A Day in My Life

Have you ever noticed how many hats you wear as a mom?

Mom, Teacher, Nurse, Chef, Negotiator, Taxi Driver, boo-boo kisser ;), maid, the list goes on and on.

And when you add “farmer’s wife” to that mix, life seems to fly by. Whoever said that living in the country was the slow life certainly wasn’t doing any work. Especially this time of year. Right?

I get this question frequently:

What is a normal day like for you?

First off, is there ever a normal day when you’re a homeschool mom and work in the family business? I would love to know someone who has them.

I’m always at a loss at how to answer this… So I always seem to end up saying something stupid like:

Well, I’m a full-time mom with three kids and we homeschool and we farm.

It doesn’t cut it, does it?

The excitement and different challenges that each day brings is what I love best about farm life. Pretty soon, we’ll start processing chickens every week, then the garden will start producing (i.e. canning season), and then there will be customer pick up days and tour days…I could sooner pick out a single star in the sky and explain to you which one I’m talking about than to tell you about my typical day.

If I said, “Every day we do school, clean house, run laundry, and cook meals.” You might think that my existence is entirely regimented, but when we start adding in all those other things…that’s when life really gets exciting. 🙂

So, here are some pictures of my “normal” day. ha!

How about you? What is a “normal” day in your life?

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About Sheri Salatin

Sheri is married to Daniel Salatin. She is the marketing director at Polyface Farm and stay-at-home mom of three children. Sheri is passionate about clean food and is enjoying working the land along side her husband. When not farming, Sheri can be found reading, writing, sewing, baking and serving in her church family.

22 Responses to A Day in My Life

  1. kelli says:

    We own a small-scale urban farm here in sunny Florida as well as homeschool. Some days go by so quickly, I forget to sit down. A few months ago, our dryer burned down therefore, creating another thing on my list of “to dos”…line drying clothes! At first I asked God, “Really? Another thing to have to do?” However, I found that to be such a great prayer time just Him and I. I think that as a homesteading/homeschooling family, it’s almost impossible to have a perfectly layed out schedule where everyday at 9:30, we “do this” and at 11:15, “we do this”. There’s always interruptions, but God gives us those interruptions for a reason and we learn from them. They test our patience and ability. They grow us. Balance is key I think. It’s hard, but I know that God will reward our efforts and bless our bounties. Thanks for taking the time to write on this blog. Fabulous idea for us to see the everyday at Polyface. Got a chance to meet Joel a few weeks ago as he was here in Tampa. What a neat man.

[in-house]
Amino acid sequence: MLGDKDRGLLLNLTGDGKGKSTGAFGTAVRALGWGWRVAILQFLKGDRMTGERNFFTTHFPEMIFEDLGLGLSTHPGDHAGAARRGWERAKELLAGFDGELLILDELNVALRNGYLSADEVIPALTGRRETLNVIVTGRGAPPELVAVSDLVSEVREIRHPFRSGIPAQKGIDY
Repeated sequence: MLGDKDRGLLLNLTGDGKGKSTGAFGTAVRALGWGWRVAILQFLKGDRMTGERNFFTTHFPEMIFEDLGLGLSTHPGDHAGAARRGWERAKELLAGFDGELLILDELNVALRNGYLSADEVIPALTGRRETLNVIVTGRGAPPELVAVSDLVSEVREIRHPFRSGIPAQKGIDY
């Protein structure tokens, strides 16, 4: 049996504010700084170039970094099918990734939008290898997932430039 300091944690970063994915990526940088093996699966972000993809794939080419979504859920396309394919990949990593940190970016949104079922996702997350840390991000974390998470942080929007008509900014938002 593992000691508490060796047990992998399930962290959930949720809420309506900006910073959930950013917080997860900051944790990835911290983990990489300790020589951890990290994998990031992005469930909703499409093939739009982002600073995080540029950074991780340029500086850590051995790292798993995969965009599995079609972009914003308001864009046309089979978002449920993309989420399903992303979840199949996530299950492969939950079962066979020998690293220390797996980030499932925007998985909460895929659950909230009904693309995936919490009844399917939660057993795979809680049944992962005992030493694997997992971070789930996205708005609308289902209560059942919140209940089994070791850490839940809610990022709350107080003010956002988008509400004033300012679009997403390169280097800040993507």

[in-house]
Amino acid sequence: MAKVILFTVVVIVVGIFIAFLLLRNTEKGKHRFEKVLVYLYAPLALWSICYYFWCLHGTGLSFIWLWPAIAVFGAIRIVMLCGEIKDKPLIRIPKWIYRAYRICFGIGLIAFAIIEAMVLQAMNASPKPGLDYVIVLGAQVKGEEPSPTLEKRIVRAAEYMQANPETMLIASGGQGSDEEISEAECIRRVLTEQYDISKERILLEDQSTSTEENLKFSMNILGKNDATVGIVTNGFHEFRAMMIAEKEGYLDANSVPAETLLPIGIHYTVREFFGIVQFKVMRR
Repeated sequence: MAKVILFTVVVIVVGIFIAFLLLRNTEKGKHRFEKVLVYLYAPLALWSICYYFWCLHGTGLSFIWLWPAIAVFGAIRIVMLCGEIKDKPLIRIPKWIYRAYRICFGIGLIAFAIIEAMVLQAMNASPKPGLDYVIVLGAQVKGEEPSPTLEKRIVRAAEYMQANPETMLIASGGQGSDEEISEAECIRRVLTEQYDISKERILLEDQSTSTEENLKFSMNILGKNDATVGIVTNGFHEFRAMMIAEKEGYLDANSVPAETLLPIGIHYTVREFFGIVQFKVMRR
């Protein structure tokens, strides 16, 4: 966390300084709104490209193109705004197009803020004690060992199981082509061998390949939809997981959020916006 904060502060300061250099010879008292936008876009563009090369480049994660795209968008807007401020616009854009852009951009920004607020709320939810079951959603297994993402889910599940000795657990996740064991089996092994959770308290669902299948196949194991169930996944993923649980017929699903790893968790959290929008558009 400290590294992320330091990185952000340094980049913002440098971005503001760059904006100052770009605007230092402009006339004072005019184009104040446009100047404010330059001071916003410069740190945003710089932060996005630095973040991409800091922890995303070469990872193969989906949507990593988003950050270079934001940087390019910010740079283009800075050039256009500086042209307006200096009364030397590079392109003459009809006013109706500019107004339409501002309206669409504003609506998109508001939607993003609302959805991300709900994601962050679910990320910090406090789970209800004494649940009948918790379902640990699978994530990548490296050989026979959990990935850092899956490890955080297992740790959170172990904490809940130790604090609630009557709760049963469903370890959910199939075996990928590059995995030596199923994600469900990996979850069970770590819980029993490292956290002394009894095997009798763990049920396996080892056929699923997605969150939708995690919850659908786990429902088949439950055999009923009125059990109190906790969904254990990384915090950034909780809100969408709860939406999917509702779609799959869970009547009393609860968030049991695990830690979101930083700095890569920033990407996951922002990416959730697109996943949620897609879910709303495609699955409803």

2. Annie Kate says:

    Normal days don’t happen if you have any sort of connection with real life, such as kids, animals, weather, and plants. We’re a homeschooling family and we try to have routines, but only the basics ones: meals, sleep, chores, learning time.

    Love your kitchen table!

    • Mrs H says:

      Normal is, I think, what all homeschool families are trying to escape! We don’t like to be boxed in to a regimented schedule … nossirree!!!!

  3. Sarah Van Leeuwen says:

    Your kitchen table looks like my kitchen table….and I only have two doing school yet! We don’t have a farm (a garden and now chicks, however….). Just what IS a normal day, anyway…..
    I love your blogs, Sheri! Very encouraging! And you’ve got really cute kids…..

  4. Tonia says:

    Ooooh To be Normal!…. Well that would be boring and just plain no fun!lol.. We have a very loose schedule.. Usually up by 7am, breakfast, devotions and dressed for the day by 8am.. Outside chores and inside chores done by 9am school work from now till they are done. I have 3 teen girls so they work pretty independent now. So along with all of that we have been planting garden and planting garden!lol I was hoping to get chickens and turkeys for meat this year but haven’t been able to yet. We did get two pigs that have been serious trial and error!Lol. So in between chores and school work there has been lots of herding pigs while they are learning to be on pasture. We have dairy goats, chickens and rabbits too. So they all require a good amount of time then all the other things we are involved in like church and 4H(I am the club leader) then we have fairs coming up this summer.. My girls show their animals and 4H projects. So while there is no real normal day. I do try to keep a loose schedule so we can get some things done on a regular basis. I just love when people assume that since we homeschool we have all this time on our hands..LOL.. All well… Cute pictures!!

  5. Kerry says:

    Funny, I just blogged a couple of weeks ago about being back to “normal” after my husband’s vacation ended. It’s at times like that especially that I wish we were full-time farmers so that our “normal” would include his being home and our working as a family. Someday, I hope. As it is, the care of our rabbits, laying hens, and other critters is mine, as well as the everyday household stuff, so I’m getting some good, if small-scale, experience in juggling chores. Our son is 3, and we will eventually be homeschooling too. I believe it’s more than worth it, but I already know from watching my sister homeschool for the past several years how time-consuming it is. Just have to trust that when the time comes, there will be sufficient grace for us to handle the challenges!

  6. Wonderwoman says:

    I’m right there with you…I just tell people that everyday is an adventure.

  7. Mrs H says:

    I’m with you – I don’t think I even know what a normal day is supposed to be! I grew up in a homeschool family with 7 siblings so we never had a single day the same! Right now my days just consist of a mish-mash of yoga, paperwork for the Navy, working on unpacking, more paperwork for the Navy, grocery shopping and menu planning, paperwork for the Navy, getting things ready for the baby to be born and visiting the midwife, paperwork for the Navy, and usually some more paperwork for the Navy.

    I love your pictures of the kids hard at work! I have many memories of sitting at the kitchen table working away (longing to go outside and play, a ha!).

  8. Kristen says:

    Don’t forget to add all the awesome crafty projects you do. You inspire me! <3

  9. daisyglitter says: